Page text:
[texhax] Why is \rm deprecated?

Michael Barr barr at math.mcgill.ca
Tue Aug 18 01:49:36 CEST 2015

The fact that it is is clear.  I would like to know why it is deprecated.  I continue to use it because it is familiar and reduces the number of new things I have to use.  It works well, and in both text and math and, as was clear from my original question, in some situations it works better than the alternatives.  There must be some substantive reason it is deprecated.

In a similar vein, why is it recommended to use \(...\) for equations and \[...\] for displays?  I have defined a single function that lays down a pair of $ and leaves the cursor between them.  Hit it twice and I am in display mode.  Meanwhile I use \( to as a macro for \left( and similarly for the others.  TeX is tool, not a religion.  Why are people trying to enforce conformity?  Foolish hobgoblins.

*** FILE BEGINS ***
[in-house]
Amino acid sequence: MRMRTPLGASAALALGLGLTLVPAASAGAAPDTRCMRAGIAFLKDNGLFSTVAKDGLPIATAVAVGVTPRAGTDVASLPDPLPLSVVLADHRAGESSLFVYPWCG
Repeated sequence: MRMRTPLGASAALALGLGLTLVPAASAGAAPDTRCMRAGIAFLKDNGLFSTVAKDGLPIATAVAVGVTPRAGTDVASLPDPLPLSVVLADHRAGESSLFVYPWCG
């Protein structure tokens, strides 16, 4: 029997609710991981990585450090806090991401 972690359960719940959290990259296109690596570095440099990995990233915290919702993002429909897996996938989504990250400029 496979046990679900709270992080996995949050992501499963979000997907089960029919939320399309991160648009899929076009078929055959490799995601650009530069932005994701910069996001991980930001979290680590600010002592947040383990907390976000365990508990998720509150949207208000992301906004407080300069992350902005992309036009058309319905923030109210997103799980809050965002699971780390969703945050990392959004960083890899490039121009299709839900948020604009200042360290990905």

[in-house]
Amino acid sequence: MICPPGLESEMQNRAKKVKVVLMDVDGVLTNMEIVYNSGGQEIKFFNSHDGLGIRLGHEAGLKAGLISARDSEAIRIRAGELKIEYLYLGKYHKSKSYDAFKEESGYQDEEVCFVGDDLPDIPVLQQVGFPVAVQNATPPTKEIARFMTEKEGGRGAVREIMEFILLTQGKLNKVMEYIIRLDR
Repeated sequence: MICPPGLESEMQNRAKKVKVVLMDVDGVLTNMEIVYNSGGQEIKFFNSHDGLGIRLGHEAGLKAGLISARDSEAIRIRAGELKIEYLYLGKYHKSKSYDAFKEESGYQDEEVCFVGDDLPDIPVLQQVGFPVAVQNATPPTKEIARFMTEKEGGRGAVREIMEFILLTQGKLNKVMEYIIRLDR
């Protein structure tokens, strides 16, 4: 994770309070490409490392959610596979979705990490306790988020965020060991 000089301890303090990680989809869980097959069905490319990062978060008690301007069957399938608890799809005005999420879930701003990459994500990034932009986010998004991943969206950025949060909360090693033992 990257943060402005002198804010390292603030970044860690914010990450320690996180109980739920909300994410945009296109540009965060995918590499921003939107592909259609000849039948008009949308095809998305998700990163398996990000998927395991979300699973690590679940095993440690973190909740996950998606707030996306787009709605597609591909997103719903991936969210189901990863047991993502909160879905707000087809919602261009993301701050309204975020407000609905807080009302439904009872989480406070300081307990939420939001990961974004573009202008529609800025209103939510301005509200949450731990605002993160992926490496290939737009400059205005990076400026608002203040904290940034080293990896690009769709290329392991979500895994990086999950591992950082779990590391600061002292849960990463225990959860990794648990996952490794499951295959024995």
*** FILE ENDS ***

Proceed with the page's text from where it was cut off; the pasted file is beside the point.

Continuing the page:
Here is a case in point.  In 1998, I was helping a colleague prepare a book that was eventually published in a series by the University of Montreal.  But the series was actually published by the AMS.  Not surprisingly, they required the use of AMSTeX.  Okay, so I was helping him.  His typist had use \over 100 or so times.  \over happens to be a TeX atom, not a macro at all.  But AMS had \let\over\undefined or something of the sort.  Had it been a macro, I could have simply added the definition to his macros.  (I did exactly that when I had a book published in the same series a few years later that had 100 instances of \pmatrix, which AMS had similarly \let \undefined).  This would have been a massive and unpleasant undertaking.  Eventually, I delved deeply enough into the AMS code to figure out how to undo it.   But what was the point.  Someone at AMS explained to me that \over was inconsistent, being the only place in all of TeX (leaving aside related things such as \overwithdelimiter) that used infix notation.  So what?  Somewhere I read or heard Knuth say that when he lectured to mathematicians on an early version of TeX, they actually cheered when he described \over.  As far as I am concerned, undefining a kernel function can be described only as vandalism.  And getting rid of \rm and similar procedures would be nearly as bad.  Maybe I would finally have to learn Word (just kidding).


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